The selection of the 200 is baffling. When I think of Detroit craftsmanship and pride, the 200 is about the last car I’d associate with that. Nonetheless, I am a big fan of the ad.

  19. Beta Magellan says:

    I have to second Engineer Scotty, with an addendum: I’m also bothered by the way Detroit (and New Orleans too, I guess) became a sort of blank slate for all sorts of quasi-utopian schemes, as if it were some sort of blank slate. While a large portion of Detroit’s certainly become a pretty blank slate in terms of urban form, that doesn’t necessarily mean you can just imagine it turning into transit-oriented charter-schooled agro-city—there’s a lot of economic and social context that gets left out. The Chrysler add was strong because it said “We are Detroit,” not “this is Detroit.”

    I can’t imagine Milwaukee pulling this off either, but then again that kind of defines Milwaukee to me. How many other cities eschewed the city beautiful movement in order to improve their sewerage systems?

  20. Roland S says:

    >However, the text of the commercial was almost incoherent. The hottest fire makes the >strongest steel? What is the fire? Our poverty? Foreign competition? De-industrialization?

    Your point about the Midwest having the physical remnants of the Gilded Age is a strong one. You’re also right that the copy was incoherent. But the imagery of Detroit showed no bombed-out lots, no vast industrial ruins, and no street hustlers. It showed massive, ACTIVE industrial complexes, vast landscapes of infrastructure, and the beautifully-renovated downtown landmarks of Detroit. Look at how closely the Penobscot Building is cropped. It looks like Rockefeller Center. Or the Fox Theatre, which is surrounded by parking lots.

    My point is not to argue that the ad misrepresented Detroit through omission, but that the imagery made the argument (Gilded Age bones = solid future potential) strongly and coherently when the copy did not.

  21. Roland S says:

    re: New Orleans…

    The NFL marketers have already made this point about NOLA ad nauseam, and Treme fleshed out the image (although not in advertisement form).

    These things take time, but the future is starting to look pretty rosy here. Hopefully Detroit, which suffered from similar structural problems, can also manage to reinvent itself without losing its valuable identity as a place where things get MADE.

  22. David C. says:

    I find it interesting that this ad was more of a promotion of Detroit than it was of their car. I liked the ad, in so far as it’s entertaining and not tedious/annoying, but I don’t understand it’s utility – it seems to be selling Detroit more than it is the car.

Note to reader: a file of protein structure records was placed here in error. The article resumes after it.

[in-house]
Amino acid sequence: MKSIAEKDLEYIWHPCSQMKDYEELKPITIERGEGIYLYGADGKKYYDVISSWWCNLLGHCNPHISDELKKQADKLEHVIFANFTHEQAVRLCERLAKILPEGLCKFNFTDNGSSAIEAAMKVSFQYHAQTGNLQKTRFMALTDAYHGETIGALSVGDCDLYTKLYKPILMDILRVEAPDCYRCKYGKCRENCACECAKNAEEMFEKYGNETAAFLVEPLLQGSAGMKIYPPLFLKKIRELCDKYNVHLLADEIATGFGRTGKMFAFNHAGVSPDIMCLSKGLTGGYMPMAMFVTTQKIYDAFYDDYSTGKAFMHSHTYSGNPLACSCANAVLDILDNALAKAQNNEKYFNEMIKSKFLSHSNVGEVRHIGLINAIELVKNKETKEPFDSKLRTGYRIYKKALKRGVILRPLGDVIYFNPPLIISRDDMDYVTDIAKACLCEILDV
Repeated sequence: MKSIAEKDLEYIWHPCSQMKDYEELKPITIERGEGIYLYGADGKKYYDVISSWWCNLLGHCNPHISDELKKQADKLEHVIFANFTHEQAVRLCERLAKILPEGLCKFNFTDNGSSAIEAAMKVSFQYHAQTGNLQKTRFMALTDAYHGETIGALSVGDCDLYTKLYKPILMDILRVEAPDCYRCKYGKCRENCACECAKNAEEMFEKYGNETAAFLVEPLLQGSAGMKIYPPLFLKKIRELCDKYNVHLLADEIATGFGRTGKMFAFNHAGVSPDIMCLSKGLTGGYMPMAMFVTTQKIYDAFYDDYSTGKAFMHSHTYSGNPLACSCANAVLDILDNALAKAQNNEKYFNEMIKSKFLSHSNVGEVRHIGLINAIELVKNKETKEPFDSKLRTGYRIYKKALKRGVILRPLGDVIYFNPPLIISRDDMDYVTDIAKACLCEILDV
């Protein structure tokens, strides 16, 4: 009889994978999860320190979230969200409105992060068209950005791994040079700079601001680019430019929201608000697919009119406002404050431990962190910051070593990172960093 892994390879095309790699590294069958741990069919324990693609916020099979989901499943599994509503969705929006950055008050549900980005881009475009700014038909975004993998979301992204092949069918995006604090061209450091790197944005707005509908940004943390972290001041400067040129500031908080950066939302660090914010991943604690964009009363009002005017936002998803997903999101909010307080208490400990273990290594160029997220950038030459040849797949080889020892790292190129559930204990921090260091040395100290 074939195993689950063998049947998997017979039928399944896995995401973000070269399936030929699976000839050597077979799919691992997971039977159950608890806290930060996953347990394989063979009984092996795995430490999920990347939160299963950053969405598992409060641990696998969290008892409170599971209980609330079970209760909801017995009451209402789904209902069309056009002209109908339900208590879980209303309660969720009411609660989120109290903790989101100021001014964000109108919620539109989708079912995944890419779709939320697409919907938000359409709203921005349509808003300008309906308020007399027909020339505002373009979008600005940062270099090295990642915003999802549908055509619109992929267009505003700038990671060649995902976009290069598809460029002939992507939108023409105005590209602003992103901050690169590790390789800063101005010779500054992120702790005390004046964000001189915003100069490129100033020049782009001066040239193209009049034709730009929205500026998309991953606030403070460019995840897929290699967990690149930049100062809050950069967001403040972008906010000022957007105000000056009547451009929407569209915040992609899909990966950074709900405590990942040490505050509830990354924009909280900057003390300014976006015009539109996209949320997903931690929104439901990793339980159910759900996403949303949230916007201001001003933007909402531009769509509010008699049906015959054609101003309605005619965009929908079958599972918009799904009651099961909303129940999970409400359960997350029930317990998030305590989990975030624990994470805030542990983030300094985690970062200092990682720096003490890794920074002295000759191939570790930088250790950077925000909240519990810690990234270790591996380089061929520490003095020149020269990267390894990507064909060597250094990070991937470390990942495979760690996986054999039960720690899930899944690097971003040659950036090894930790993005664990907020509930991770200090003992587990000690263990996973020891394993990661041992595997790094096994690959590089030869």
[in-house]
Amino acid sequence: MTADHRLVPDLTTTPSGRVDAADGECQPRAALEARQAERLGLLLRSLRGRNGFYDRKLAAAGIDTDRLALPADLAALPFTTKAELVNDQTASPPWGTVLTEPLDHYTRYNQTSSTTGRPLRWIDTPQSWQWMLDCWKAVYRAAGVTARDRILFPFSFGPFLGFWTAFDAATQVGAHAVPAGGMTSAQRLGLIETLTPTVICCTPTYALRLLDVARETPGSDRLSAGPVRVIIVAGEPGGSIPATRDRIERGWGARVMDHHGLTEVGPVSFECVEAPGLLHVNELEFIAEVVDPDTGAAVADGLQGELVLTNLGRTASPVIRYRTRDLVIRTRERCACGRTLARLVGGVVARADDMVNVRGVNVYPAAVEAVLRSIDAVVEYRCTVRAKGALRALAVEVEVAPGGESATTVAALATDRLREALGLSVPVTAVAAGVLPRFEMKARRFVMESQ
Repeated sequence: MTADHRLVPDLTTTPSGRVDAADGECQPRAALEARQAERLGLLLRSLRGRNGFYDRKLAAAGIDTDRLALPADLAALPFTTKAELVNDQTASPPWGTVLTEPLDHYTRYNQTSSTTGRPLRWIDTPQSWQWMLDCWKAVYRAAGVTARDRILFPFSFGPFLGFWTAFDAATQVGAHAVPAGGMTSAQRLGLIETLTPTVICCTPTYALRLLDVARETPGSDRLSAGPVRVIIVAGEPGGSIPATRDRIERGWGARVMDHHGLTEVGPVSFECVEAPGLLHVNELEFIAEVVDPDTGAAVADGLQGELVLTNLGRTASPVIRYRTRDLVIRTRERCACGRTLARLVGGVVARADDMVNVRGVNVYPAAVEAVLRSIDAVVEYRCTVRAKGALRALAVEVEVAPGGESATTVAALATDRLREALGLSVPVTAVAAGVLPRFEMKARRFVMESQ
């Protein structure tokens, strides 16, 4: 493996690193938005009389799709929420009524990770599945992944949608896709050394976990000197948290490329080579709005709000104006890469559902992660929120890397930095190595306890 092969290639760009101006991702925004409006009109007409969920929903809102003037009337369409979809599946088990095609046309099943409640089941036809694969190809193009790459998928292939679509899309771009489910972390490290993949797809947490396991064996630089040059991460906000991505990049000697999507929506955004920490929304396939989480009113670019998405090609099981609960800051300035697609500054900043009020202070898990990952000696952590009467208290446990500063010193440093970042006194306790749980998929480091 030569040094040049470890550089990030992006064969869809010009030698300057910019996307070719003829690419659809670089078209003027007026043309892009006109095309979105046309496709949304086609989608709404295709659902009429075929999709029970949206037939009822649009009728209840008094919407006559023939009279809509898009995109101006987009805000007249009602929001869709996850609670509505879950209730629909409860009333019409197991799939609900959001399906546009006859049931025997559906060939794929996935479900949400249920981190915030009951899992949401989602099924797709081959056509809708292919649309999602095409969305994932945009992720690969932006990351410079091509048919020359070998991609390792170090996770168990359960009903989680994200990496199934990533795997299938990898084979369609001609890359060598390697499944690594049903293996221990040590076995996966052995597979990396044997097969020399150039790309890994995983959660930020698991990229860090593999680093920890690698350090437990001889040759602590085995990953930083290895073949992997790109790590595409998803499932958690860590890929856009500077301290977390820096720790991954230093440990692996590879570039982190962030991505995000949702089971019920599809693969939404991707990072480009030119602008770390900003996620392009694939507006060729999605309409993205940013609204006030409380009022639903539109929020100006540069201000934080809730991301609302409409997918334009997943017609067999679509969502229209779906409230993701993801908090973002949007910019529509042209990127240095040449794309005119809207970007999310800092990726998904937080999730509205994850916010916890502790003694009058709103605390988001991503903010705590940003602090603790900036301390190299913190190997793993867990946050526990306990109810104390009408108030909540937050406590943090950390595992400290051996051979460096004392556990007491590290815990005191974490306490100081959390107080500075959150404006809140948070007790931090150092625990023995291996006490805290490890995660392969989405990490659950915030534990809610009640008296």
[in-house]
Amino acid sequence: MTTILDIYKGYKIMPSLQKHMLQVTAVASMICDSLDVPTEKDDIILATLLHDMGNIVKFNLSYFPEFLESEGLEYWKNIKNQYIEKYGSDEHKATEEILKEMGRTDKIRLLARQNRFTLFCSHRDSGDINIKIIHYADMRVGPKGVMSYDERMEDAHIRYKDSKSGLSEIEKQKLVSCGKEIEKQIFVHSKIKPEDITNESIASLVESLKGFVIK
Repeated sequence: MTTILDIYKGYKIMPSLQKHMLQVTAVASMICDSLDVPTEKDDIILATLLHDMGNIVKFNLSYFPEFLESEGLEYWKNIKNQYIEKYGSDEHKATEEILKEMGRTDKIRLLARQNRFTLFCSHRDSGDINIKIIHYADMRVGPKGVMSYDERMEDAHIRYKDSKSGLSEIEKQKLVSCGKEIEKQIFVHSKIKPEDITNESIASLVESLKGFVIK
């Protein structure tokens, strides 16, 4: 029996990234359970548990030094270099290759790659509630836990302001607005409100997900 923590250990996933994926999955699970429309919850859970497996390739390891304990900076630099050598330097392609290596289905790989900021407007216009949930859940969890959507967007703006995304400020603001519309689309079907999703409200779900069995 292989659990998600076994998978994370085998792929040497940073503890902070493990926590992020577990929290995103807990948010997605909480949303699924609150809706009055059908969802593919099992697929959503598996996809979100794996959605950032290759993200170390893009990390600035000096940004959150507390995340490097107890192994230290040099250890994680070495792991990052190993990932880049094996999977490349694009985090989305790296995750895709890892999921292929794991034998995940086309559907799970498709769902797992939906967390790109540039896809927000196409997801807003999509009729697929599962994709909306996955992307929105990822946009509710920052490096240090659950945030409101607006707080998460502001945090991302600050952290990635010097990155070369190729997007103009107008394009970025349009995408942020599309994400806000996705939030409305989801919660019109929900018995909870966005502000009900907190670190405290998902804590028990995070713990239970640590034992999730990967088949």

23. cbusser says:

    i think this talks a lot about chicago’s failure to become the hub of the midwest…this commercial should have been about chicago. yet they are trying to distance themselves from the midwest, something you have talked about. and in their place detroit is taking up the banner as a comeback, midwestern city. detroit will be huge in a few years if this works.

  24. Wad says:

    Aaron, Brand Detroit is powerful on the Urbanophile. Anytime you do a post on Detroit, you get burning-hot traffic. I remember the photo tour of non-decayed Detroit, as well as the grocery store thread recently, and now this.

    Nothing gets people talking like the Motor City.

  25. the urban politician says:

    cbusser,

    Chicago did not fail to become the hub of the midwest. I’m not sure how you drew that conclusion after viewing this commercial.

    Regarding the commercial, I absolutely loved it! It really struck a cord with me. While the wording could have differed, the imagery was spot on. I agree that it was more of an advertisement of Detroit than of Chrysler, but nevertheless it was well executed. Criticize Chrysler all you want, but it’s due time the private realm did something to pull Detroit’s image out of the ashes.

    Really, this is no different than New York companies using Manhattan’s iconic imagery in their advertising on a regular basis. The difference here is that while Detroit has a brand etched into the American conciousness, it needed a bit of a reboot. This was the reboot, but the real question is where do we go from here?

  26. Anon says:

    Roland, that thought did cross my mind when E. walked into the theater. Oh, here is the luxury. But mixed with the fist and the guys jogging in the snow, it wasn’t clear.

  27. the urban politician says:

    On another note,

    The funny thing about the Fox theater is that, if I’m correct, in the early 90’s it used to be the location of a nightclub named “Club X”, which I used to go to from time to time.

    While this is obviously a much more mature discussion than one of nightlife, when comparing Detroit to Chicago the image has always been (from a standpoint of nightlife) that Detroit’s was always edgier, while Chicago’s was one of fine dining and sports bars. Sure the lines have blurred, but the imagery is still there.

  28. Chris Barnett says:

    DBR96A, Chrysler didn’t need Daimler to mess themselves up. I owned two Chrysler products in the 90s (pre-Daimler) and will never buy another. (I have also owned VW, Ford and GM vehicles.)